Microsoft is at a crossroads currently. I was in a "hate hate" relationship for 25 years with them as a former senior leader in technology at a MegaCorp. Here is my assessment, the good, the bad and the ugly:
First, the Good:
1. Office 365: They have changed their licensing model for consumers and companies alike and they are presently ingesting data center after data center of email, office files and their Lync software (audio, video, meeting collaboration) is actually the best in the business right now. O365 is actually a juggernaut as it is a complete solution vs the likes of Google Drive. I use and love Drive, but it is just not coroporate or consumer friendly. Also, Skydrive integration works quite well.
2. CEO Change: Ballmer needed to go, his smart-alek ways and bullying mentality just don't work. I actually challenged him personally at an IT event where I asked him for a refund of a few million dollars for a failed software assurance contract. Of course he laughed it off (like he did everything), but the fact that he is gone is great.
3. Balance Sheet: As another poster stated, they have a boatload of money.
4. Win 8: I am going to list Windows 8 as both a good and a bad. The great part of Windows 8 is the fact that it is a very good O.S. under the covers. It is "instant on". I had stated several years ago to a msft exec that in order for them to be relevant again, they needed an O.S. that was instant on in order to be considered relevant again. They have this now. The key to Windows 8 experience is turning off the tile interface. There is a company that makes a "shell" program that you can download and have a wonderful PC experience complete with the start button in about 5 minutes.
1. Mobile: I like the Lumia experience, but I think they started too late and are too far behind. Getting an entrenched iPhone user to come across is difficult. Also, I am concerned about the durability of the Lumia devices, the metrics I saw were that the failure rates were actually quite high.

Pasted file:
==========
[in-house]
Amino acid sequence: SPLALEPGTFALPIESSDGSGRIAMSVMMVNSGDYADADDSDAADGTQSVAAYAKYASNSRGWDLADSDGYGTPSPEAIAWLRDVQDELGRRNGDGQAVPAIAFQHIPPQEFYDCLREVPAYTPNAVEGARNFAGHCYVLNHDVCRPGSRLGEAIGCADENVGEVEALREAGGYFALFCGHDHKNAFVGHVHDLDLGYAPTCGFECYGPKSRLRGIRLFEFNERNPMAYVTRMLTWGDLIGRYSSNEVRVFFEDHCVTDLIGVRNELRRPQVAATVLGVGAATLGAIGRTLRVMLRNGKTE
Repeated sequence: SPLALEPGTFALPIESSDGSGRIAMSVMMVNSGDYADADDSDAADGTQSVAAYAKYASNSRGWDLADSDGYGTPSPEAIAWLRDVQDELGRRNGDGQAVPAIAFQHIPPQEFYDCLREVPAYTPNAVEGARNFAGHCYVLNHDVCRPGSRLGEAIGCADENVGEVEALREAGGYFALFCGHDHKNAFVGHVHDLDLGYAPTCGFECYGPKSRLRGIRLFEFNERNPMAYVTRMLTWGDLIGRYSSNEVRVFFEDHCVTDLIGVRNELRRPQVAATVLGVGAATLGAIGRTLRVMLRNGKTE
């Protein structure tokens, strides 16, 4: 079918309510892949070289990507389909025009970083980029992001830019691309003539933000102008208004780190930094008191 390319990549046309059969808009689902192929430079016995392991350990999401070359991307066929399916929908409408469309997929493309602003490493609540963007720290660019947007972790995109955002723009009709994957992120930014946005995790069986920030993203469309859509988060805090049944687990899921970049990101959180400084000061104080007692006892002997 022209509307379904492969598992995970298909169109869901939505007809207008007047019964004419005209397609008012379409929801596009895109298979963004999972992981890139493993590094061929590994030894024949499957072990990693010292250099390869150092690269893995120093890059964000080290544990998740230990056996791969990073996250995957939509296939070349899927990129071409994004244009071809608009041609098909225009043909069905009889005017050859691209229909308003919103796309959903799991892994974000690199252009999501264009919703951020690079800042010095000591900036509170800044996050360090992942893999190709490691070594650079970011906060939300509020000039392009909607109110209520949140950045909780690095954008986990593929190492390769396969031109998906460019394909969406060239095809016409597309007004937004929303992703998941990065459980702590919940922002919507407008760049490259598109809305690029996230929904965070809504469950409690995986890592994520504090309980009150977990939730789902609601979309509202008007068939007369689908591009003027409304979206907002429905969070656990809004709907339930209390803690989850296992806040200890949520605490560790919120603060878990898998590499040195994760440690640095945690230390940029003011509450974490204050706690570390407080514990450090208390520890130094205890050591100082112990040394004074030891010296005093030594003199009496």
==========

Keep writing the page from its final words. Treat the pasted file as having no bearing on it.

2. Arrogance: Msft is still arrogant. Windows 8 is a great example. They have always felt that they have the right to completely change the interface for how their software works with no regard to the learning cirve they impose upon people. The office experience is another example. They completely changed how their office products worked when Office 2007 came out. MegaCorps spent millions in retraining. I am hoping with Ballmer gone, that they actually listen. As my grandmother told me, "God gave us 2 ears and 1 mouth for a reason"
3. O365 experience on Android and iPhone: This is their key to survival and they are playing way too many games with this. IMHO, they should have released the Office 365 experience simultaneously on iphone, android and the lumia phones. The software is awesome and it works well on Lumia. For example, Office apps work with full edit, Sky Drive data syncs across all your devices so you dont have to play the "where is my file?" game any longer, and sharepoint and Lync make working together as teams globally effective. I view MSFT a but like I view OnStar 20 years ago (I had a conversation recently with some of the original OnStar folks). OnStar had an opportunity 20 years ago to extend their product through licensing agreements to other vehicles, but chose not to. They paid the price because GM wanted the technology captive in order to try to sell more GM cars. MSFT is in the same position. Their O365 cloud experience is where they need to focus and get out of the device game.
Also, they need to abandon the tile interface as it is a failure. Their latest releases of Windows 8 make it easier to turn it off, but they should just get over themselves and actually listen to their customer base before inflicting them with stuff they think is better.
One last point about Office 365. The software is quit economical now, especially for families. You can download 5 copies of the full suite for $99.00 annually, which is perfect for my family. We love Skydrive, Outllook is a great email program and of course their document suite works well. They finally got out of the CD business. If they can truly mobilize this experience across the mobile segment, they will retain this crown jewel and stay relevant in the world of cloud, which is where the future lies.